“eNJoy House challenges traditional concepts and techniques for building high-performance, energy-efficient homes.”

Richard Garber


Best Sustainable Design Award

eNJoy House in Washington, D.C.

Content on this page requires a newer version of Adobe Flash Player.

Get Adobe Flash player

Every two years, the U.S. Department of Energy hosts a Solar Decathlon, where collegiate teams design, build, and operate solar-powered houses that are cost-effective, energy-efficient, and attractive. In 2011, a team of architecture and engineering students from the New Jersey Institute of Technology (NJIT) and Rutgers University entered the contest with a radical goal: to build the first precast concrete house in the history of the competition.

The team chose a precast concrete home and partnered with Northeast Precast for many reasons, says NJIT associate professor Richard Garber, AIA, who led the team. Precast concrete is low maintenance and durable; it can resist weather, chemicals, and moisture; it can contain natural materials and recycled byproducts to reduce its carbon footprint; and it has low to negligible levels of volatile organic compounds, making it a healthier alternative to standard construction.

However the use of precast concrete also presented several challenges, which is why we turned to Northeast Precast, Garber says. “We enjoyed many unique firsts on this project that had to do with the use of precast in a high-performance and sustainable housing solution.”

To meet the criteria of the decathlon, the house had to be solar powered and no more than 1000 ft2 (93 m2). It would also be judged on 10 objective and subjective criteria, including engineering, affordability, comfort, market appeal, and energy balance.

For the roof, wall, and floor assemblies, the team came up with a design using 27 reinforced concrete panels composed of one layer of expanded polystyrene foam sandwiched between two layers of concrete. The house’s concrete panels are all-in-one modular units, which eliminated the need for additional trades on the building site.

“We pushed the flexibility of concrete in this novel formal and performative solution by utilizing the varied casting processes of our industry partner, Northeast Precast and developing each component and connection to deal with unique conditions,” Garber says.

To meet aesthetic and energy goals, the precast concrete roof was designed in a bowl shape and calibrated for optimal sun angle and rain collection while hiding the photovoltaics and solar collectors, which some consider unattractive. The roof cantilevers over the north facade almost 10 ft (3 m), which helps to create an appealing sense that the heavy precast concrete roof is floating above the clerestory windows directly below.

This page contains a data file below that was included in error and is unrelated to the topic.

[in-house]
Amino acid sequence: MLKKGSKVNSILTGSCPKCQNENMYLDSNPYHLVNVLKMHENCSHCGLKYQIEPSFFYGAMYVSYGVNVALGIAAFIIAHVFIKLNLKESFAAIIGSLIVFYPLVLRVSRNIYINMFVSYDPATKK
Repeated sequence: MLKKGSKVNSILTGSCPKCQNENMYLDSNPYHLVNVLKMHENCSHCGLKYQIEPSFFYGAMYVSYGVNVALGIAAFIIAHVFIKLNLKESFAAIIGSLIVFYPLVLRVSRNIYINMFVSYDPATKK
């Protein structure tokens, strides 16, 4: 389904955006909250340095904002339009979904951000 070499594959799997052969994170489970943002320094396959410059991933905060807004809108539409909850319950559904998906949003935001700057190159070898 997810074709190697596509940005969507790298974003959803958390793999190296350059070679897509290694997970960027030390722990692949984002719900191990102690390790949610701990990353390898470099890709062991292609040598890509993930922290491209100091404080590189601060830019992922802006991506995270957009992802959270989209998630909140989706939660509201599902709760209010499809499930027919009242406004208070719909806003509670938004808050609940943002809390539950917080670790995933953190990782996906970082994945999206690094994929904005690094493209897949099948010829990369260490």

One of the biggest hurdles for the team was the need to build the house first in New Jersey to demonstrate the concept. That process took five days, which included 48 hours for the precast concrete to set. Then they had to disassemble it, ship it to Washington, DC, and reassemble it on the National Mall, which took another 40 hours.

This constraint played a significant role in the development of the structural systems, says John Ruga, president of Northeast Precast in Millville, N.J. The house is divided into three main components that had to be placed and bolted together. “With pieces as heavy as 45,000 lb (20 tonnes) and as wide as 17 ft (5.2 m), it created some very interesting challenges for erecting and shipping. Each location was different and required very precise coordination.”

Although the house didn’t win the decathlon, it delivered valuable lessons to both the students and the architecture community about the many benefits that precast concrete brings to the sustainability conversation. “One of the most unique things about this project is that it showed the flexibility of precast,” Garber says. “It was a great example of what can happen when a very creative design team and producer agree to collaborate to make a project happen with great engineers.”


Solar Team NJ


Owner and Architect: New Jersey Institute of Technology College of Architecture and Design, Newark, N.J.
Precaster: Northeast Precast, Millville, N.J.
Engineer of Record: ARUP, New York, N.Y.
Contractor: Skanska USA Building Inc., Parsipanny, N.J.
Project Cost: $450,000
Project Size: 1000 ft2 (93 m2)